But then there's the casual use of racial slurs in the opening line, as well as casual racism towards Middle Eastern people, as well as racism with some creepy sexual undertones when she's discussing which man of which ethnicity her sister should pick to lose her virginity to.

People are racist! And characters are racist, because books reflect life. People center their own worldviews; it makes sense that a Latina character would be more aware of prejudices towards herself and yet still throw around casual racial slurs and prejudices about other racial and ethnic groups. 

I suppose it adds irony to the book -- but I also dislike this character for a multitude of other reasons and this didn't help. She says some good shit about race but her bad shit is never challenged or acknowledged.

So This Book Is Ableist As Fuck

I don't want to sound like I'm throwing -isms around here? But. It really is. OK? I'm used to authors using loaded language like "crazy," etc. casually because it's so ingrained. That is not the kind of thing that makes me label a book as "ableist as fuck." I flagged some of that in Kiffe Kiffe Tomorrow but I still gave it five stars. I suppose that, like above, characters can be prejudiced without the book enforcing bad stereotypes about groups of people. Especially in novels with biased narrators or stories which invite the reader to critique the character.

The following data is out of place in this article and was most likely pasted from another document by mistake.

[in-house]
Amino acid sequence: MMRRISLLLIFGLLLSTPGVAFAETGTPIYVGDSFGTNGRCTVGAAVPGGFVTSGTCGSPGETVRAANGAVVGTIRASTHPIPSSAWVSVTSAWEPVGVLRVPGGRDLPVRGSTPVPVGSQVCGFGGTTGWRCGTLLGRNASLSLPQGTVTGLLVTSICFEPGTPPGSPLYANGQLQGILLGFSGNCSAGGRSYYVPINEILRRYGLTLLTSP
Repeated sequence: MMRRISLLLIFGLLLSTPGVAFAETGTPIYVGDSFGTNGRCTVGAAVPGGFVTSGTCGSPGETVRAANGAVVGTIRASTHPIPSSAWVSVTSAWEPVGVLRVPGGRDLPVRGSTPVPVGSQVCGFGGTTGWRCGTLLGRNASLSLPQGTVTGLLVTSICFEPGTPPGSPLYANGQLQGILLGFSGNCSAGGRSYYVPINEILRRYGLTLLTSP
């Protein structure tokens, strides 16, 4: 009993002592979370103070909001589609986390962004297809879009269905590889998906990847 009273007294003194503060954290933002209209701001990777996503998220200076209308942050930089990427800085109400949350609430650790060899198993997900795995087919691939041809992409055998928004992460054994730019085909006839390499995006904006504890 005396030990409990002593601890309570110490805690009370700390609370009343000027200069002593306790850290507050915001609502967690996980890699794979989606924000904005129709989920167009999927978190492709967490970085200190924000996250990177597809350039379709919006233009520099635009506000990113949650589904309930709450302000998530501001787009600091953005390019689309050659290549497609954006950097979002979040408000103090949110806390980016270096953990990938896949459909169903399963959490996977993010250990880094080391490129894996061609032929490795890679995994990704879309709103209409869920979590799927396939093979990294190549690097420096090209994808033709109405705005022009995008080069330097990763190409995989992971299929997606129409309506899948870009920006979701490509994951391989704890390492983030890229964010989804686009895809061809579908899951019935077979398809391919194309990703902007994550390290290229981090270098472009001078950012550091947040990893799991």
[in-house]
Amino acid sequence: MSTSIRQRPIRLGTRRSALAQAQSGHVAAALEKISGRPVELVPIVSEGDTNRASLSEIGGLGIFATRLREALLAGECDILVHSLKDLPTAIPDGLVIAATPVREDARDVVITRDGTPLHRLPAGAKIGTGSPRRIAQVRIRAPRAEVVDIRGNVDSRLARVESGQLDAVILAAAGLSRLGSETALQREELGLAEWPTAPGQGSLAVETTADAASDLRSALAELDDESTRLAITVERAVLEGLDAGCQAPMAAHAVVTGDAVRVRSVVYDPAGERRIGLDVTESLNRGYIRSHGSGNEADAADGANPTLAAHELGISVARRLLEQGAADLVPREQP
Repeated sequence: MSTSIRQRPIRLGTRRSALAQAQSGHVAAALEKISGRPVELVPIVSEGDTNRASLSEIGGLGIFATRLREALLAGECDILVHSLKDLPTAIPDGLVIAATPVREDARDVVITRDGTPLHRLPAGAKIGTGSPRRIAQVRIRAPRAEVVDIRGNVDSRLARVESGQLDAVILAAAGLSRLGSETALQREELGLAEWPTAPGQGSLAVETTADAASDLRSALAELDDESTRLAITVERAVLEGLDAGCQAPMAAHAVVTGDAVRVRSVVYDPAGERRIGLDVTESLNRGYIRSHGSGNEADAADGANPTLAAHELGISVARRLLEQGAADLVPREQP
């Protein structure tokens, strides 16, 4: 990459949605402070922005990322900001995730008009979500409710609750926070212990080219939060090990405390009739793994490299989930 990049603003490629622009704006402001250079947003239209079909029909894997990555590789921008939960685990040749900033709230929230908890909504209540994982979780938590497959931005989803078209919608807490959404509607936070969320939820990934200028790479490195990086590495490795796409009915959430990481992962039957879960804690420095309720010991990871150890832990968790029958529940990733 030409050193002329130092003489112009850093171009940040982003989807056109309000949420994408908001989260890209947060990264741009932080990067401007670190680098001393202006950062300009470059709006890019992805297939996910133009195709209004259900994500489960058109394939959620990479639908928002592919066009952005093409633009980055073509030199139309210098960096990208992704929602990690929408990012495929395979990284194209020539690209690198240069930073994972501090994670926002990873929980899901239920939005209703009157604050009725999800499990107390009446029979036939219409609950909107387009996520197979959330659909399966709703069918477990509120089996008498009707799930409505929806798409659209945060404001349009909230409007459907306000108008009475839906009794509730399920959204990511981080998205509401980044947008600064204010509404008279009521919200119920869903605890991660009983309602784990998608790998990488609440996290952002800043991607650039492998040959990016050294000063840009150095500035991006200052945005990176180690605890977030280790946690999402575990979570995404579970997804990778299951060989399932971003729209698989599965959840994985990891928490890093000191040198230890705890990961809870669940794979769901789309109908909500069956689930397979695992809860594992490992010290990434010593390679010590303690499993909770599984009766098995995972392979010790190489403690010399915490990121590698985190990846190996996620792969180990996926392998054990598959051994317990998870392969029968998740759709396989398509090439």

However, this book is ableist as fuck, and it's SUPER WEIRD to me because Valentina is supposed to have been a Psychology major. Whose mom was a psychiatrist. You'd feel like she should know better? But she 100% does not. 

A lot of the people who Valentina dislikes get armchair-diagnosed because she doesn't like them -- so they must be "crazy." But she doesn't just describe annoying in-laws as "crazy" or "nuts," she gives them specific diagnoses of mental illnesses and/or personality disorders like narcissist, etc. It just further added to my impression of wow. You don't like your in-laws. You're clearly the first person EVER to not get along with your in-laws. Clearly they must have mental and personality disorders for not liking you. You must be SOOOO put-upon. 

It's pretty consistent with her character in terms of the language she uses throughout the book and her inexplicable diatribes about disability and mental illness. For instance, she randomly complains about how Ritalin use in the U.S. is evil and turning kids mindlessly obedient. She uses a relative who appears to be neurodivergent as another opening into a rant: Ritalin is evil and diagnosing things is BAD.